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Deception Of Satan Paradise Lost

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The Deception of Satan

Satan was a powerful angel who, after being thrown into hell, used his powers to deceive God's newly created beings, Adam and Eve. These characters are perceived as innocent and vulnerable creatures, who could be easily influenced. What better way to get revenge on God than to tempt His most prized possessions? Satan uses his power of deceiving rhetoric to mislead his followers. He then deceives Eve with the same kind of rhetoric. Satan's tone changes between the speech to the council and the speech to Eve. We are introduced to Satan as a heroic figure. As the poem goes on his character loses his greatness and falls to that of a creature.

Satan lusts after of God's powers and wants to possess them himself. "But I should ill become this throne, O Peers, An this imperial sov'reignty, adorned with splendor, armed with power, if aught proposed, and judged of public moment"(II. 445). He admires God's excellence and is willing to stop at nothing to obtain this level of greatness.

In addition of Satan being so great and heroic, Milton gives the readers a sense that Satan is constantly suffering. Satan explains that the more pleasures he sees, the more torment he feels. He doesn't want to live on earth or in heaven, though he wants to make others experience the same pain that ails him. He explains, "only in destroying I find ease to my restless thoughts," (IX.129) stressing that with his intensity of ambition he'll stop at nothing for revenge. Milton shows the greatness of Satan but at the same time his anguish.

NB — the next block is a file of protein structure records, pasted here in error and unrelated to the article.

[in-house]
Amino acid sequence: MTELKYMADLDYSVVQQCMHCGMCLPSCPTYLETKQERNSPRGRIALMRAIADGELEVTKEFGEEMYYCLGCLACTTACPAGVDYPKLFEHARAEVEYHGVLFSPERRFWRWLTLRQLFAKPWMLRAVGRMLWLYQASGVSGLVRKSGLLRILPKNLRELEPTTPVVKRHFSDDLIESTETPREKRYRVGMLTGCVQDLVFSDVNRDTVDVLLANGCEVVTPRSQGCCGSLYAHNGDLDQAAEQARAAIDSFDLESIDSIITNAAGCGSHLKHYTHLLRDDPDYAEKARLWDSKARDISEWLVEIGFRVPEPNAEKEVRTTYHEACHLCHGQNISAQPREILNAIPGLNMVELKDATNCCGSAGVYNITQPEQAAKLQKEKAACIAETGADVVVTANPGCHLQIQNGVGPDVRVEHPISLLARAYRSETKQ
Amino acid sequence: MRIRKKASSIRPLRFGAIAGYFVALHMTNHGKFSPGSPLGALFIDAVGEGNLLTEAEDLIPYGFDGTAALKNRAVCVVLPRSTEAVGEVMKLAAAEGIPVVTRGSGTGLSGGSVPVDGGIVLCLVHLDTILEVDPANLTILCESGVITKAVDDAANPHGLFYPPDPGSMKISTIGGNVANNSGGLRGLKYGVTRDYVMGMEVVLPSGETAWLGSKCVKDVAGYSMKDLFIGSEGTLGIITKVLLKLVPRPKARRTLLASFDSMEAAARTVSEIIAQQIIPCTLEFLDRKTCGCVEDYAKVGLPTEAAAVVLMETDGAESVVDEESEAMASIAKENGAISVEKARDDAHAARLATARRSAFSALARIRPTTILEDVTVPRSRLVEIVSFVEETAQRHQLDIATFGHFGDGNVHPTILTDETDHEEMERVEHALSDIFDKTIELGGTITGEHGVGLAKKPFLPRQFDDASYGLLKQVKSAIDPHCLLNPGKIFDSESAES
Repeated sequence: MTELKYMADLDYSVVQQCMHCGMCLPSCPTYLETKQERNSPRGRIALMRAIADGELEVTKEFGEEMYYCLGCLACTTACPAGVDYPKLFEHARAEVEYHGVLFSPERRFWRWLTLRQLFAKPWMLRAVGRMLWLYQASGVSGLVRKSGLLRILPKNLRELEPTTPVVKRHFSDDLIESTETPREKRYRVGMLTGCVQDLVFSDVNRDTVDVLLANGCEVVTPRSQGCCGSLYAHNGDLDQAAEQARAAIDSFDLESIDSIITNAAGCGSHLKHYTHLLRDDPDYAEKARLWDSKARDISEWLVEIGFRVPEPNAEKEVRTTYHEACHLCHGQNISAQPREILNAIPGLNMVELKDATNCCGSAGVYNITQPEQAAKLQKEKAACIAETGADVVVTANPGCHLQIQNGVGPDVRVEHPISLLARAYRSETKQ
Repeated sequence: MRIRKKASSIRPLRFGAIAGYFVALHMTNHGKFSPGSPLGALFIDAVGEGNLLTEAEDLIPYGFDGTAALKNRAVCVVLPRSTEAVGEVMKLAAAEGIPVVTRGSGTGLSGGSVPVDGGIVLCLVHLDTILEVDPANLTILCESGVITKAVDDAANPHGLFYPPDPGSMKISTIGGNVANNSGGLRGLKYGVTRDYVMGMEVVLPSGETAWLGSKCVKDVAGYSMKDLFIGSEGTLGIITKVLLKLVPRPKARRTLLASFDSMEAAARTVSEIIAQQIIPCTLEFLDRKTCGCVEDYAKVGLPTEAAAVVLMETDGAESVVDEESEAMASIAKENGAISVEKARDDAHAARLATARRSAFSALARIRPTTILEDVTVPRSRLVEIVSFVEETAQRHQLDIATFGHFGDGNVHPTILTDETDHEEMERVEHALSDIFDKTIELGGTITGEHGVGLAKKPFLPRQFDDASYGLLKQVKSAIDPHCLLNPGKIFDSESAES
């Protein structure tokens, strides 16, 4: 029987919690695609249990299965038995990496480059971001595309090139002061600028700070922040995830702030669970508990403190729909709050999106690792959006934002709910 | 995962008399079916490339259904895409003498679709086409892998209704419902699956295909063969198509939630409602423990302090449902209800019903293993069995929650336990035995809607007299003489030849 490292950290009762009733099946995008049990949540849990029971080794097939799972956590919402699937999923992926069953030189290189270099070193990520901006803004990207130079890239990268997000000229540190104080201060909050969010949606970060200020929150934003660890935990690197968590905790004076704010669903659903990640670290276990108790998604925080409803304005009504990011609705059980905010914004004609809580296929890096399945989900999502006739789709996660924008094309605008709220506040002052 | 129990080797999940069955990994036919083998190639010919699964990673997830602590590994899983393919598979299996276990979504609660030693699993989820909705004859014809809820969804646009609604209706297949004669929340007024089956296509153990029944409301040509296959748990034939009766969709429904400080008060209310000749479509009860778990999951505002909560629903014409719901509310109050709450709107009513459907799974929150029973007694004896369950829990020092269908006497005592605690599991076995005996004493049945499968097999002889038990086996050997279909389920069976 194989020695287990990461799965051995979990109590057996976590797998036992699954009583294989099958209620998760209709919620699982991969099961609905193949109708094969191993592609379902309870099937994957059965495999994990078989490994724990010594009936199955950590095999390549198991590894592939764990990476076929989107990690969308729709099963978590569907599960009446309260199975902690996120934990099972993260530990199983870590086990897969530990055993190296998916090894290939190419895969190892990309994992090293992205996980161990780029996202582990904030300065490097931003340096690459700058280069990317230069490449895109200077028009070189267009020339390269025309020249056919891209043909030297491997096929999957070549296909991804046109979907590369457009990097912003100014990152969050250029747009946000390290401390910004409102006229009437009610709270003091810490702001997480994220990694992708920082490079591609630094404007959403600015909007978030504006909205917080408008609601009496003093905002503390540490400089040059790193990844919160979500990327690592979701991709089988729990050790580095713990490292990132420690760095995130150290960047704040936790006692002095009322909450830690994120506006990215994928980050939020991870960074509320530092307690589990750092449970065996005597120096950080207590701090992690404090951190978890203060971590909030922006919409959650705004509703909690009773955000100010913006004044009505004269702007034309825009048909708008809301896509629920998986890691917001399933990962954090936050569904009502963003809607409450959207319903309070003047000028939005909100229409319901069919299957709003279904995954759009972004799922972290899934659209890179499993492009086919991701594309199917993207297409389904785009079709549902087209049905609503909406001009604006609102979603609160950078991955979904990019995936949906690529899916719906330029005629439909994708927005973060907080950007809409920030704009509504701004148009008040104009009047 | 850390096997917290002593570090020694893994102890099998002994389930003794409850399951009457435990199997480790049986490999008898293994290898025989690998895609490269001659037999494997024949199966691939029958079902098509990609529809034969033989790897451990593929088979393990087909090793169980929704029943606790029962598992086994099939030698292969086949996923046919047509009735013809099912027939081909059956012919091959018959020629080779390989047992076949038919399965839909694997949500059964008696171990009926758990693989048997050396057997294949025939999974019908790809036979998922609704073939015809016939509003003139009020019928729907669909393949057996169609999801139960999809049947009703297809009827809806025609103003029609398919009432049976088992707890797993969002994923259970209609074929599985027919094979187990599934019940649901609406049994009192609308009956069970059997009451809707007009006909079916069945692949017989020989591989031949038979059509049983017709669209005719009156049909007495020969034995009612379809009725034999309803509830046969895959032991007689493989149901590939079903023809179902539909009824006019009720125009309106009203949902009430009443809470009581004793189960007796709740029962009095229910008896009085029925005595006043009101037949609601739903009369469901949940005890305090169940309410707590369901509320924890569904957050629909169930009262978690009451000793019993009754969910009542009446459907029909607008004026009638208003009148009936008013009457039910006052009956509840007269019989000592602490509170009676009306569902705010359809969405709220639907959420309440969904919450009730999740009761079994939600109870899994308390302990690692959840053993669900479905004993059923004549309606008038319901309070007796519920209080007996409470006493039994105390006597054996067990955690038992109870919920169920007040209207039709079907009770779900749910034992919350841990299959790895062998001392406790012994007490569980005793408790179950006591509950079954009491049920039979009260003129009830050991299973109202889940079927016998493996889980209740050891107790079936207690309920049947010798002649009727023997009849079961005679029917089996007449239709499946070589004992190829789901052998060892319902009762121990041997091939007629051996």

When Satan first addresses the council he is met with a variety of options in his pursuit of the throne. With a boastful tone, he volunteers himself for this task to deceive Adam and Eve. This would be our first encounter with his deception. He makes his followers believe that he is electing himself gratefully to do this task, but the whole time it is what he intended. He claims he would not deserve to be their leader if he were to shrink from the task

As Satan makes his way onto earth he becomes to be in awe of Eve, he repeatedly throws compliments to her calling her a "celestial beauty"(IX. 540) and a "goddess among gods" (IX. 547). I believe he was doing this to soften her up before he made his move. He continues to deceive her by telling her if she eats this fruit she will gain wisdom and be seated with the Gods. How could Eve refuse? The fruit was so enticing, she could be as wise as her Maker himself and all she had to do was eat from this tree. "Mother of science, now I feel thy power Within me clear, not only to discern Things in their causes, but to trace the ways Of highest agents, deemed however wise. Queen of this universe do not believe Those rigid threats of death; ye shall not die: How should ye? By the fruit? It gives you life to knowledge."(IX-680-688) He plays with Eve's mind, filling it up with fantasies that he knows would never hold true. Although she is aware that this is the only tree that is forbidden, she succumbs to Satan's deception. She proceeds to eat this fruit, thus paving the way of sin.

Satan chooses Eve instead of Adam because of her weaknesses. He chooses the perfect time of day to carry out his plan. He would meet her at noon, a perfect time for lunch. He uses the time of day as a tool for his deception. Eve willingly



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